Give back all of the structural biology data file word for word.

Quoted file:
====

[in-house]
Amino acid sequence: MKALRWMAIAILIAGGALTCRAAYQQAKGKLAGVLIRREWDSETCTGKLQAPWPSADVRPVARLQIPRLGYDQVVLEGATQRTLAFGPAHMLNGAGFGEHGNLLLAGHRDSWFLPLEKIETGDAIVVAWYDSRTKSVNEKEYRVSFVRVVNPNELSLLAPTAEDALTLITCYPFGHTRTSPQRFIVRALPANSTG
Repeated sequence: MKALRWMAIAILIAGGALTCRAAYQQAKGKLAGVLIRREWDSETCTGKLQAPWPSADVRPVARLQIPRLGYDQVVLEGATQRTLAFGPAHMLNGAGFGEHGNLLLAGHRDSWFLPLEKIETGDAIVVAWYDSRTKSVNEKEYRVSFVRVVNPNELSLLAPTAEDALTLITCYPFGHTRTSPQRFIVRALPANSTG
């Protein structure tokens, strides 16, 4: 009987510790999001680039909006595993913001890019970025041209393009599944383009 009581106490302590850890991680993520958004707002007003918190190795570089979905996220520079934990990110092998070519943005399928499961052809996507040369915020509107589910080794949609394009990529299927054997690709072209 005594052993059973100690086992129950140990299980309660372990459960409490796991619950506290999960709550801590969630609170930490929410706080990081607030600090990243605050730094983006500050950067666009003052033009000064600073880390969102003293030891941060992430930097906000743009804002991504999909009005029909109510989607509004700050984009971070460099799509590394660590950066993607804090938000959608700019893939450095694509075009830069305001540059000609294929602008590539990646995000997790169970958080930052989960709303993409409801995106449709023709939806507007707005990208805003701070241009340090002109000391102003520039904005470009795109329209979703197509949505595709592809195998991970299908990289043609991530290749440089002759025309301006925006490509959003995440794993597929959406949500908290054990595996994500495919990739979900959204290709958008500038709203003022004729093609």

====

[in-house]
Amino acid sequence: MKALRWMAIAILIAGGALTCRAAYQQAKGKLAGVLIRREWDSETCTGKLQAPWPSADVRPVARLQIPRLGYDQVVLEGATQRTLAFGPAHMLNGAGFGEHGNLLLAGHRDSWFLPLEKIETGDAIVVAWYDSRTKSVNEKEYRVSFVRVVNPNELSLLAPTAEDALTLITCYPFGHTRTSPQRFIVRALPANSTG
Repeated sequence: MKALRWMAIAILIAGGALTCRAAYQQAKGKLAGVLIRREWDSETCTGKLQAPWPSADVRPVARLQIPRLGYDQVVLEGATQRTLAFGPAHMLNGAGFGEHGNLLLAGHRDSWFLPLEKIETGDAIVVAWYDSRTKSVNEKEYRVSFVRVVNPNELSLLAPTAEDALTLITCYPFGHTRTSPQRFIVRALPANSTG
């Protein structure tokens, strides 16, 4: 009987510790999001680039909006595993913001890019970025041209393009599944383009 009581106490302590850890991680993520958004707002007003918190190795570089979905996220520079934990990110092998070519943005399928499961052809996507040369915020509107589910080794949609394009990529299927054997690709072209 005594052993059973100690086992129950140990299980309660372990459960409490796991619950506290999960709550801590969630609170930490929410706080990081607030600090990243605050730094983006500050950067666009003052033009000064600073880390969102003293030891941060992430930097906000743009804002991504999909009005029909109510989607509004700050984009971070460099799509590394660590950066993607804090938000959608700019893939450095694509075009830069305001540059000609294929602008590539990646995000997790169970958080930052989960709303993409409801995106449709023709939806507007707005990208805003701070241009340090002109000391102003520039904005470009795109329209979703197509949505595709592809195998991970299908990289043609991530290749440089002759025309301006925006490509959003995440794993597929959406949500908290054990595996994500495919990739979900959204290709958008500038709203003022004729093609």